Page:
Spanish interview transcript

TV3, 1994
**thanks to Isabel Ortiz

"I think that Coppola wanted to do a trilogy, Frankenstein and the man wolf were the other two. I think he is very fond of gothic world and he was very helpful when he became producer and he gave me advice about the screenplay and talked to me about his experiences in Dracula. He saw the last shots and the early prints of the film and he helped me a lot because he protected me against the study when they were nervous for some reason. The passion he felt about this subject was very helpful to me".

"The book is full of details but there are too some holes in the biggest cinematographic scenes, like the creation. For me was difficult to find a style that fited but my work with Shakespeare has helped me to not being frightened about the stories that are larger than life, with that kind of dialoges. So I was not frightened of doing a non-realistic work. I was happy of using great sets, primary colors and a gothic side. I enjoyed a lot trying to make a big cinematographic sperience. The most difficult scenes were the creation ones, because the meovements in the laboratory were difficult. It was a kind of cathedral with big beams and it was hard to do what I wanted, big camera movements, but I needed them to transport the audience to the excitement of Victor Frankenstein".

"The worst moment of this project was when we began the film and when we shot the big scenes like the sea tempest, for which we built a replica of a russian whale ship and there were a lot of cameras. I haven't done some like that before and I was terrified".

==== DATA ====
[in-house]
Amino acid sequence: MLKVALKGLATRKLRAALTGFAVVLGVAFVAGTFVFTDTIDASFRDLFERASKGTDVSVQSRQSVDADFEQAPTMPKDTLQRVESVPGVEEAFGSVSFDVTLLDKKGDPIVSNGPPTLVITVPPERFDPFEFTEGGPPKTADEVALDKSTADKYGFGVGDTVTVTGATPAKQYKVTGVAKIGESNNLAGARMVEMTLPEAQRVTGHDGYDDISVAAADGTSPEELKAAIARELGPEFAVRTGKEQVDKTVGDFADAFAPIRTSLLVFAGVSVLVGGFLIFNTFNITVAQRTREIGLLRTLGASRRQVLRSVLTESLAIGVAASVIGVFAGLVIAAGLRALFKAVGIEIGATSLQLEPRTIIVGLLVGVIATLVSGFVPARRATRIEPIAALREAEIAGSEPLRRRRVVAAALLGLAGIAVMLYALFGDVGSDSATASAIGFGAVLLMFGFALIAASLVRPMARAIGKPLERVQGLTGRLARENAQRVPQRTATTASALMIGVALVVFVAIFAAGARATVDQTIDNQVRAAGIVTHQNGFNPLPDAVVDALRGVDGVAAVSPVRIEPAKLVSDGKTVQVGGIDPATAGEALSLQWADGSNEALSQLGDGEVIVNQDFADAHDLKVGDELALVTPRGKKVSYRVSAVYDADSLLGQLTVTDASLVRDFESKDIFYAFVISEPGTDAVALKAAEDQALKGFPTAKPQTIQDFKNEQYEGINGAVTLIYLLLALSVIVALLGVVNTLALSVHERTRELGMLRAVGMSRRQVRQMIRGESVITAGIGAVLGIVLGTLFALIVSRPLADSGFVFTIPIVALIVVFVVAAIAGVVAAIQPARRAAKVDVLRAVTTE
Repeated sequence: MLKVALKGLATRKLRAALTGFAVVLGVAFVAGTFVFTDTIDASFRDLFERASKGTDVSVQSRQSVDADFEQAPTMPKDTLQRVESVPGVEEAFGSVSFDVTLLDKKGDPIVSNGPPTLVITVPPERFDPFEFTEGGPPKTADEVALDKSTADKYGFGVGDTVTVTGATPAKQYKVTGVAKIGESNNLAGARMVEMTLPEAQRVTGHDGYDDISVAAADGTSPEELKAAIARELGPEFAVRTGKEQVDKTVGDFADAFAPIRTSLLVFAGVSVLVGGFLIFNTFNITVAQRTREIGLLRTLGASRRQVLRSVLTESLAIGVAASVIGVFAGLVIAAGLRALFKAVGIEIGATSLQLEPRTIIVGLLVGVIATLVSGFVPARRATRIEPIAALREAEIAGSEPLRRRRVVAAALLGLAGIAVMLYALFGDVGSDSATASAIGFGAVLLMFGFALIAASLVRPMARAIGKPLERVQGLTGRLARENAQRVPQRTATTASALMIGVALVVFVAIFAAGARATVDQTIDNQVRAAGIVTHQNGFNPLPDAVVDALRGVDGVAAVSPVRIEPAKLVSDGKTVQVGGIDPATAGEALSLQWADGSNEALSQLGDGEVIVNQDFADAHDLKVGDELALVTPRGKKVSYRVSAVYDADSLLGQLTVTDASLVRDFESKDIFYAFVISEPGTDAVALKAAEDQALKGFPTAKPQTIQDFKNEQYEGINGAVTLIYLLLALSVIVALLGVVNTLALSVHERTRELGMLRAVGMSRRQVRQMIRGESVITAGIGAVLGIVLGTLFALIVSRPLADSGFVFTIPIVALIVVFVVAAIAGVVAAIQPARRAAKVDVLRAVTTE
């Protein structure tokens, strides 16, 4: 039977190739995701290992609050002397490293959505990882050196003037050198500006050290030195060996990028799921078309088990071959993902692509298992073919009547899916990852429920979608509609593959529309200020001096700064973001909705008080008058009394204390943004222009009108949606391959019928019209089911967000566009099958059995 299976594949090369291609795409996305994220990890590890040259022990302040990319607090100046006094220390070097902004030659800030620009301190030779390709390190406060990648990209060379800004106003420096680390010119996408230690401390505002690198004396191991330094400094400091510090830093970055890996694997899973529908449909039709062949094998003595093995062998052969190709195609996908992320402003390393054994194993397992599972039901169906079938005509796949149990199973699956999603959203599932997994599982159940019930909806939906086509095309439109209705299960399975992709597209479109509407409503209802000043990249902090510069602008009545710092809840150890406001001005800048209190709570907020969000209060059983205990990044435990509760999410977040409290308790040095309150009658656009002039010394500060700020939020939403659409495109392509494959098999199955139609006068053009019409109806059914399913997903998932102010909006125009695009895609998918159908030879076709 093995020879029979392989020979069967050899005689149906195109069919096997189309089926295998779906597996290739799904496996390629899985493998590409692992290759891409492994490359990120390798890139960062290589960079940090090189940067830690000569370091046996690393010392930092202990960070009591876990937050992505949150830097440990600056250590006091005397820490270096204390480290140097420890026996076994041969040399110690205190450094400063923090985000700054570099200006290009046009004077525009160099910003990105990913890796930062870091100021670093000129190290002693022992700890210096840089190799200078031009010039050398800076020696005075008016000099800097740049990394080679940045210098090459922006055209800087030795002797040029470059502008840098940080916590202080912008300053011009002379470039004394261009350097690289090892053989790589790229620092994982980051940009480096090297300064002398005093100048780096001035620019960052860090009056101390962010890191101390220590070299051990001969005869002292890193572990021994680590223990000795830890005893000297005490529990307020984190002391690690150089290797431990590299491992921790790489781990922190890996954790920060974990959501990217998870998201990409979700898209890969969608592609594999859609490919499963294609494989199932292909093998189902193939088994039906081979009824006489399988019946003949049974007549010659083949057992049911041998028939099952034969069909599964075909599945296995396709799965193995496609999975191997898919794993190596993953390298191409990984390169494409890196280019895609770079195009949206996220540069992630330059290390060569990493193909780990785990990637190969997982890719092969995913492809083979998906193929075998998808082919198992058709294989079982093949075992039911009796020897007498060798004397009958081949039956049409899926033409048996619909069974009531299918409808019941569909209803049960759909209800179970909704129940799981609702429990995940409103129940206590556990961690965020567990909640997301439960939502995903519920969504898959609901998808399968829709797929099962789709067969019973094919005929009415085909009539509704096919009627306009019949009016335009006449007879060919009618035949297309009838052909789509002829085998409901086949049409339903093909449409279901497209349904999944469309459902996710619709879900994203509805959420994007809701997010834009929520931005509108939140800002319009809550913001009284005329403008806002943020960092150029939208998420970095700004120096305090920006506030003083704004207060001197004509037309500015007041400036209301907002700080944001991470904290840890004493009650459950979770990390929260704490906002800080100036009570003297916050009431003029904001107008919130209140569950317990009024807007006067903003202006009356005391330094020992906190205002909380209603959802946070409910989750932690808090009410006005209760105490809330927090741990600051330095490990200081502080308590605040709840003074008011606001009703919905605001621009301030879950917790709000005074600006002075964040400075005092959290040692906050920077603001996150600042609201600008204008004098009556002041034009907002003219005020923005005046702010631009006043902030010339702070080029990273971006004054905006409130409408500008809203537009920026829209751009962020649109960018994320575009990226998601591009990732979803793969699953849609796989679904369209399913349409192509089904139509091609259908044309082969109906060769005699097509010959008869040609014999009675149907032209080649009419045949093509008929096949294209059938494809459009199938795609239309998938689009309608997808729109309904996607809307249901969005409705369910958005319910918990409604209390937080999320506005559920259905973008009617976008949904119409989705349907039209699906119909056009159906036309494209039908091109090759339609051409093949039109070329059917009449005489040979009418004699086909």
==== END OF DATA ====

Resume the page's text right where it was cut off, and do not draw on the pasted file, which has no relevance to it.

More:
About the stairway: "For me it was a central image of one of my ideas: gothic, fairy tales, happiness. It was images of blood running down that scales, something rotten, something from a story book. I just had a feeling that it was right and it had some phases. The designer wanted to put a handrail but no, I wanted scales that went up to heaven or down to hell or simply something very intense, non-realistic and misterious" (then he smiles).

About Robert De Niro: "He was very very involved. I think he wanted some moments of the performance to be very simple and gentle. They are the moments when he reacts and looks the camera. He uses only his eyes in his activity to made feel terror truly to the audience. De Niro noticed that it was something he hadn't quite done before, that combination". "There's nothing similar to the versions of Boris Karloff, that were excellent. From that moment on there had been lots of good versions of this story. But we wanted a patchwork man that had a look painful and tortured. Somebody that we could understand. Somebody who learns how to talk as he does in the film and that was convincing meanwhile. Robert De Niro was decided to do it in as unique and original as we could."

"If we could in some years to create life or win the battle to death, it will be a funny but terrifying idea. Who controls that power? Who would decide which kind of life are we going to create? The governments? Would they use this power to create super-man armys? If we prevent death, what will happen with thw Earth and the excess of population? Those are frightening issues and I think that scientists and governments hadn't been always responsible, had not always the imagination to deal with the power they have. Science, yes, it could advance, but always with some sense of what the consequences of their actions might be. That's the argument the creature gives to their father: think about the consequences".

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